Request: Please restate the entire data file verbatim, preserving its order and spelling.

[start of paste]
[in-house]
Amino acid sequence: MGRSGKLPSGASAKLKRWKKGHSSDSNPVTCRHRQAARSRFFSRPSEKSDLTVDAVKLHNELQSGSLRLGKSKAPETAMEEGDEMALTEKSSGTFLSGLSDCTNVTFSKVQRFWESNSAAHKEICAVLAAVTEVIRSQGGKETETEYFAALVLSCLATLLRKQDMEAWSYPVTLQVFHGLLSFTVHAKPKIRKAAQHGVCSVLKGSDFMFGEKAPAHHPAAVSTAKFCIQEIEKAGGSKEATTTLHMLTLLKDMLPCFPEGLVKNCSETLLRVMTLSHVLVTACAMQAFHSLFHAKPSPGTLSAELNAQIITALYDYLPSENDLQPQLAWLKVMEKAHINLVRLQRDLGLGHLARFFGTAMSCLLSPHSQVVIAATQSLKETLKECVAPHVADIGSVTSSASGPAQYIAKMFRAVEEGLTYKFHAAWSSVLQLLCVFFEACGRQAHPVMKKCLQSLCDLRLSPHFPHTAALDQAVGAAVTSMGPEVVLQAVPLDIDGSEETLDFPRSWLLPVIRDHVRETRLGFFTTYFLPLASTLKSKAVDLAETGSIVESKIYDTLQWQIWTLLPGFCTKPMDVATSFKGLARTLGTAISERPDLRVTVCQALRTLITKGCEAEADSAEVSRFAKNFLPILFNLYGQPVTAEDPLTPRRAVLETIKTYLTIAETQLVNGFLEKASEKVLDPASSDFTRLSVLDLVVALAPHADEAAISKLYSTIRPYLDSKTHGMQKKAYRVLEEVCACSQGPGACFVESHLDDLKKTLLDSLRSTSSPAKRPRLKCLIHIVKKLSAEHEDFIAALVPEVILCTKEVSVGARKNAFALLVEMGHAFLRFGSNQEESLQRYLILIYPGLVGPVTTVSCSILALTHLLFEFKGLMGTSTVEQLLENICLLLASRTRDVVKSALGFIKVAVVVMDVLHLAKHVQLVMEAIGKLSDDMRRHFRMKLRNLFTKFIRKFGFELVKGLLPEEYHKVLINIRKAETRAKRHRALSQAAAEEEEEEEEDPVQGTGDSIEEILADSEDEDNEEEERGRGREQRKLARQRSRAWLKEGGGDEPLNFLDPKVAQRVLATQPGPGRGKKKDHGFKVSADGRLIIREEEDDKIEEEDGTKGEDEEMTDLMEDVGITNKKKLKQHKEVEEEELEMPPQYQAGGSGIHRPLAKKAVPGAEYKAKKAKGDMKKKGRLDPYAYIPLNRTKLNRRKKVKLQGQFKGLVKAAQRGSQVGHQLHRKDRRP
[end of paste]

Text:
[in-house]
Amino acid sequence: MGRSGKLPSGASAKLKRWKKGHSSDSNPVTCRHRQAARSRFFSRPSEKSDLTVDAVKLHNELQSGSLRLGKSKAPETAMEEGDEMALTEKSSGTFLSGLSDCTNVTFSKVQRFWESNSAAHKEICAVLAAVTEVIRSQGGKETETEYFAALVLSCLATLLRKQDMEAWSYPVTLQVFHGLLSFTVHAKPKIRKAAQHGVCSVLKGSDFMFGEKAPAHHPAAVSTAKFCIQEIEKAGGSKEATTTLHMLTLLKDMLPCFPEGLVKNCSETLLRVMTLSHVLVTACAMQAFHSLFHAKPSPGTLSAELNAQIITALYDYLPSENDLQPQLAWLKVMEKAHINLVRLQRDLGLGHLARFFGTAMSCLLSPHSQVVIAATQSLKETLKECVAPHVADIGSVTSSASGPAQYIAKMFRAVEEGLTYKFHAAWSSVLQLLCVFFEACGRQAHPVMKKCLQSLCDLRLSPHFPHTAALDQAVGAAVTSMGPEVVLQAVPLDIDGSEETLDFPRSWLLPVIRDHVRETRLGFFTTYFLPLASTLKSKAVDLAETGSIVESKIYDTLQWQIWTLLPGFCTKPMDVATSFKGLARTLGTAISERPDLRVTVCQALRTLITKGCEAEADSAEVSRFAKNFLPILFNLYGQPVTAEDPLTPRRAVLETIKTYLTIAETQLVNGFLEKASEKVLDPASSDFTRLSVLDLVVALAPHADEAAISKLYSTIRPYLDSKTHGMQKKAYRVLEEVCACSQGPGACFVESHLDDLKKTLLDSLRSTSSPAKRPRLKCLIHIVKKLSAEHEDFIAALVPEVILCTKEVSVGARKNAFALLVEMGHAFLRFGSNQEESLQRYLILIYPGLVGPVTTVSCSILALTHLLFEFKGLMGTSTVEQLLENICLLLASRTRDVVKSALGFIKVAVVVMDVLHLAKHVQLVMEAIGKLSDDMRRHFRMKLRNLFTKFIRKFGFELVKGLLPEEYHKVLINIRKAETRAKRHRALSQAAAEEEEEEEEDPVQGTGDSIEEILADSEDEDNEEEERGRGREQRKLARQRSRAWLKEGGGDEPLNFLDPKVAQRVLATQPGPGRGKKKDHGFKVSADGRLIIREEEDDKIEEEDGTKGEDEEMTDLMEDVGITNKKKLKQHKEVEEEELEMPPQYQAGGSGIHRPLAKKAVPGAEYKAKKAKGDMKKKGRLDPYAYIPLNRTKLNRRKKVKLQGQFKGLVKAAQRGSQVGHQLHRKDRRP